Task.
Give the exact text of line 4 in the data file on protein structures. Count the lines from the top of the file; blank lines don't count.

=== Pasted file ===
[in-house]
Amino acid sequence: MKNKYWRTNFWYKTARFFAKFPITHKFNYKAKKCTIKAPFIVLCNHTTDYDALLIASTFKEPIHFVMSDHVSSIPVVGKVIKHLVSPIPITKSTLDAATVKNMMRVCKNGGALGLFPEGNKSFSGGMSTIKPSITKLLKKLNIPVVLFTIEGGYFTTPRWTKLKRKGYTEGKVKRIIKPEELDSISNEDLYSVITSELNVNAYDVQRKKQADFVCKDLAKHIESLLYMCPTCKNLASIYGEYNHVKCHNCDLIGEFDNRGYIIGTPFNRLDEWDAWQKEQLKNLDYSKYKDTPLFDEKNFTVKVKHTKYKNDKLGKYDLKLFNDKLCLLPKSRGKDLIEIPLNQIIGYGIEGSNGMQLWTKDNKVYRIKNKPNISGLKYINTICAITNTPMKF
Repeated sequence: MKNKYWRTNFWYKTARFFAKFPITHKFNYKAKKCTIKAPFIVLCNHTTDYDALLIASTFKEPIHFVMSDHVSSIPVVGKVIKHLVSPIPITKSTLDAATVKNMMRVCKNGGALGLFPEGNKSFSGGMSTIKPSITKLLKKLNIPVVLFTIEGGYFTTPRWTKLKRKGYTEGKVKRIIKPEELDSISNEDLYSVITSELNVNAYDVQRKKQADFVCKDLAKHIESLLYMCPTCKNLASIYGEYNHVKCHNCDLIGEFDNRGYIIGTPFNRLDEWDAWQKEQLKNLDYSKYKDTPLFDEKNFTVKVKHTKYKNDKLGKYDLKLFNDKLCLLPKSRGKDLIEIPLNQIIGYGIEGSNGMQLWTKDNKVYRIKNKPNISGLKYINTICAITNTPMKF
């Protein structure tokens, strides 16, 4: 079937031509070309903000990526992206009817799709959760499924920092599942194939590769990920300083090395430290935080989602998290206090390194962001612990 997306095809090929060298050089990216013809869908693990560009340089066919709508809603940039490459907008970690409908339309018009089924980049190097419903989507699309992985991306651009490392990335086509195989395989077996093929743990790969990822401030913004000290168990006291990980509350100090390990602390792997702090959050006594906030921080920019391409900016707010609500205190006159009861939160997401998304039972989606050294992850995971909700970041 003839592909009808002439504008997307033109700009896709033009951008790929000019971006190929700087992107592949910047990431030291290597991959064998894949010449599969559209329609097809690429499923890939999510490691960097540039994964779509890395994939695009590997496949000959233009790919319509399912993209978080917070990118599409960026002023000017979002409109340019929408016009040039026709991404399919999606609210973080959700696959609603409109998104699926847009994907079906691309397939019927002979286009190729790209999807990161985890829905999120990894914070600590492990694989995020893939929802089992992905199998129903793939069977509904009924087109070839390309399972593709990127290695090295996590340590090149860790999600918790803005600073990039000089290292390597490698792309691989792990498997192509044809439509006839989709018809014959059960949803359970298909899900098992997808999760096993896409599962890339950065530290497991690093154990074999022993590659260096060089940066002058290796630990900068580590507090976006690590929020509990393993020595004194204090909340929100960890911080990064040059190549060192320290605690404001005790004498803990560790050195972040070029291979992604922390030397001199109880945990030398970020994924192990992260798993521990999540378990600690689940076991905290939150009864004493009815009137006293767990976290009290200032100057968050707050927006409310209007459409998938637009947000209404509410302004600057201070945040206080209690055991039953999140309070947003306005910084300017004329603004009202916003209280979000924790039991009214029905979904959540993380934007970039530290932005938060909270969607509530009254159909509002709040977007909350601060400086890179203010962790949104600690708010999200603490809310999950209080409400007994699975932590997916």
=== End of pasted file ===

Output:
């Protein structure tokens, strides 16, 4: 079937031509070309903000990526992206009817799709959760499924920092599942194939590769990920300083090395430290935080989602998290206090390194962001612990 997306095809090929060298050089990216013809869908693990560009340089066919709508809603940039490459907008970690409908339309018009089924980049190097419903989507699309992985991306651009490392990335086509195989395989077996093929743990790969990822401030913004000290168990006291990980509350100090390990602390792997702090959050006594906030921080920019391409900016707010609500205190006159009861939160997401998304039972989606050294992850995971909700970041 003839592909009808002439504008997307033109700009896709033009951008790929000019971006190929700087992107592949910047990431030291290597991959064998894949010449599969559209329609097809690429499923890939999510490691960097540039994964779509890395994939695009590997496949000959233009790919319509399912993209978080917070990118599409960026002023000017979002409109340019929408016009040039026709991404399919999606609210973080959700696959609603409109998104699926847009994907079906691309397939019927002979286009190729790209999807990161985890829905999120990894914070600590492990694989995020893939929802089992992905199998129903793939069977509904009924087109070839390309399972593709990127290695090295996590340590090149860790999600918790803005600073990039000089290292390597490698792309691989792990498997192509044809439509006839989709018809014959059960949803359970298909899900098992997808999760096993896409599962890339950065530290497991690093154990074999022993590659260096060089940066002058290796630990900068580590507090976006690590929020509990393993020595004194204090909340929100960890911080990064040059190549060192320290605690404001005790004498803990560790050195972040070029291979992604922390030397001199109880945990030398970020994924192990992260798993521990999540378990600690689940076991905290939150009864004493009815009137006293767990976290009290200032100057968050707050927006409310209007459409998938637009947000209404509410302004600057201070945040206080209690055991039953999140309070947003306005910084300017004329603004009202916003209280979000924790039991009214029905979904959540993380934007970039530290932005938060909270969607509530009254159909509002709040977007909350601060400086890179203010962790949104600690708010999200603490809310999950209080409400007994699975932590997916």